In a bid to ease the wheels of justice, the National Health Insurance Authority (NHIA) has begun processes to enable it prosecute cases of fraud against the scheme says Dr Lydia Baaba Dsane-Selby, Deputy Chief Executive, Operations.
This move has become necessary due to the overwhelming number of cases at the AG’s department, including those on healthcare fraud.
Reports have it that, some cases of fraud by individuals against the scheme are still pending in court for more than seven years.
Addressing the issue of fraud in the health sector, Dr Dsane-Selby opined that, “there isn’t enough understanding of the health insurance fraud in the country or health insurance fraud generally.”
Healthcare fraud and abuse are major concerns facing many healthcare systems particularly health insurance organisations in Sub-Saharan Africa.
Health care fraud includes health insurance fraud, drug fraud, and medical fraud.
It is estimated that fraud and abuse cost up to 10 percent of total healthcare expenditure in countries worldwide.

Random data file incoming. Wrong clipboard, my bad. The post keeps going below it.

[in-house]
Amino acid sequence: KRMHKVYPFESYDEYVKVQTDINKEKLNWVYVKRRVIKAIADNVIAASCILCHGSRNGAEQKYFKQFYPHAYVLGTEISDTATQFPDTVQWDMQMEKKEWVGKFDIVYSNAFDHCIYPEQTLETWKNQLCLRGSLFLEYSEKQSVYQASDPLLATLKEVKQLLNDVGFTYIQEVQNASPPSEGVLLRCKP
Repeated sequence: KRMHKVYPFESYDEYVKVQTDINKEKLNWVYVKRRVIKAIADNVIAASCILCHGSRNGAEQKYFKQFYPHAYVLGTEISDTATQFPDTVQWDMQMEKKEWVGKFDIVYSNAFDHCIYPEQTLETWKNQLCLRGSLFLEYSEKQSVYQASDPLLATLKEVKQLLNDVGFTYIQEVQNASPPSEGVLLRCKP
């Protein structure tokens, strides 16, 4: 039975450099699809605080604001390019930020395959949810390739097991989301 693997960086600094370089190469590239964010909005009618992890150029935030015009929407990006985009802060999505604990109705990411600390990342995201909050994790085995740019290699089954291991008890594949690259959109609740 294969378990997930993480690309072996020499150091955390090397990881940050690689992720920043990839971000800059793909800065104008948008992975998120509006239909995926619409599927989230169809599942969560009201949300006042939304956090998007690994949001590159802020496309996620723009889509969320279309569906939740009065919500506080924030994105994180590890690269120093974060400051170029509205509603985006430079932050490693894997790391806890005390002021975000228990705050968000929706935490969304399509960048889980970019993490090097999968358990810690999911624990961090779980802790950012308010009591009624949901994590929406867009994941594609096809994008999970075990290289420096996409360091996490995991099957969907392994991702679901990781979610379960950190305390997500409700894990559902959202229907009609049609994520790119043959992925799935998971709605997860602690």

Research report on Ghana by BMC Health Services in 2017 shows that, in 2014, 29.64 million outpatient utilization claims and 1.62 million inpatient utilization claims were reviewed, and a total amount of GHS 968.48 million (USD254.19 million) was paid.
This payment contributed about 80 percent of healthcare providers’ internally generated fund.
Dsane-Selby said “there is very little appetite to go after fraudsters within the health sector, if we are really honest.”
For this reason, Dsane-Selby explained that the Authority’s legal department, upon request, have been given prosecutorial powers by the Attorney-General to swiftly deal in its own cases.
“So going forward, this back and forth to find solutions to our cases may be a thing of the past,” she said.
Dsane-Selby added that the AG’s department is training the Authority’s lawyers up to where they would make a difference.
After undergoing this training, the Authority anticipates that the huge costs encountered in prosecuting cases in court will reduce.
In a related situation, about 42 officials of the authority are under investigation by the internal audit division for various acts of corruption and misappropriation of funds.
At a day’s stakeholders’ engagement in Tamale, last month, the Chief Executive Officer of the Authority, Dr. Samuel Annor disclosed that the agency is in the process of meting out some punitive disciplinary actions against accused staff members.
Staffs whose acts or omissions bother on criminality like fraud are to be prosecuted in the law courts.
By Joshua W. Amlanu